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I am about to finish “The Fifth Discipline” by Peter M. Senge and I have to admit that this is the best management book I have read so far. It is in fact so good, that if I had to give just one book to every manager in any organisation, this would be my choice. It is missing all the theories behind the “five forces”, “chi-square”, “balanced scorecard” and other smarty stuff, it does not even have accounting principles or any “four ways” or “ten tips”. Instead it presents basic ideas as per how to really lead the organisation you work for, how to solve problems it encounters and how to learn on the way. Leading idea of this book is a systemic view of organisation and generally life as we know it, supported by the organic view on all enterprises.

He confirms what we already know – that putting down the fires serves nothing else except supporting our egos, or egos of our executives, who by solving every day problems can then demonstrate how useful for organisations they are. This “fireman” approach does present short-term results which only reinforce similar behaviour. But in the long run the underlying issues are not being solved, because that would require longer term thinking, systematic analysis and maybe even admission that the source of the problem lie in part in us.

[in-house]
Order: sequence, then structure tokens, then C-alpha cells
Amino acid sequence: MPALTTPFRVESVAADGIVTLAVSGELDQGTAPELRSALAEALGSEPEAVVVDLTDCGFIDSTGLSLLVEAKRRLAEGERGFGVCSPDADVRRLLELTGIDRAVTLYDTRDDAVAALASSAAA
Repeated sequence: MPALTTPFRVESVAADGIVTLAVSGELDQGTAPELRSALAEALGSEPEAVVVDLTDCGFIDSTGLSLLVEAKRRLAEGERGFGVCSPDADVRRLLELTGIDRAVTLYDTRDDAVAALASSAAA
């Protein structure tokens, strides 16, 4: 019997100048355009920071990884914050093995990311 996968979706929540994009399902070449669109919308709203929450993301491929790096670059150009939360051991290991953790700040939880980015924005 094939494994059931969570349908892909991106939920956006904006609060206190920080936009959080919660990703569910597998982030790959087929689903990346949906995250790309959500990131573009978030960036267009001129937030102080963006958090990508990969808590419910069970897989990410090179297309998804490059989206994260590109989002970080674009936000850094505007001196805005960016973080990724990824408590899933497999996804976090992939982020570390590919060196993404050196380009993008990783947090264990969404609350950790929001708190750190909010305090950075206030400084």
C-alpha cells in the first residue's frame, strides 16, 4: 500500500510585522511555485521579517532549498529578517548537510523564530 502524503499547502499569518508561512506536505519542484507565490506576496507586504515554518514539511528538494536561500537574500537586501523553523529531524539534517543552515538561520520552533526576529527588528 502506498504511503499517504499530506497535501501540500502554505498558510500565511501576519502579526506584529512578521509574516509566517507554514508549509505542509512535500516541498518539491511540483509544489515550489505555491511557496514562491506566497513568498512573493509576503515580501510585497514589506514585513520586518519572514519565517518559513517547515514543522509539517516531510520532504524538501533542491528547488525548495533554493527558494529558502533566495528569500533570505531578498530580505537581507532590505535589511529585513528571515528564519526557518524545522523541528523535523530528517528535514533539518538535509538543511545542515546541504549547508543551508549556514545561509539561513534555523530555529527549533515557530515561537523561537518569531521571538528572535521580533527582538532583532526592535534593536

The second idea goes hand in hand with the first – as with any living organism, many functions do not require control or conscious thinking about performing certain basic tasks. Too much control (or concentration of thought) in one area leaves the other areas open. Let the brain set the course, legs will know how to walk there and ands will know how to balance that walk. Extrapolate this onto organisations and you should let the HQ set the course, but at the same time allow your units to be self responsible and independent in getting there.

Lastly, what really is important, is the fact that we do operate through mind-sets of which we are not even aware of. Discovering them through proper dialogue may give you an enlightening experience. Have enough courage to open yourself up and give an example to others, who knows where this will take you.

All in all, a collection of great ideas. But as with any ideas, all of them will remain subjects to talk about if no one will use them. Here though it really is worthwhile to explore them and stay committed. Peter M. Senge’s fifth discipline may as well be the only one you really need.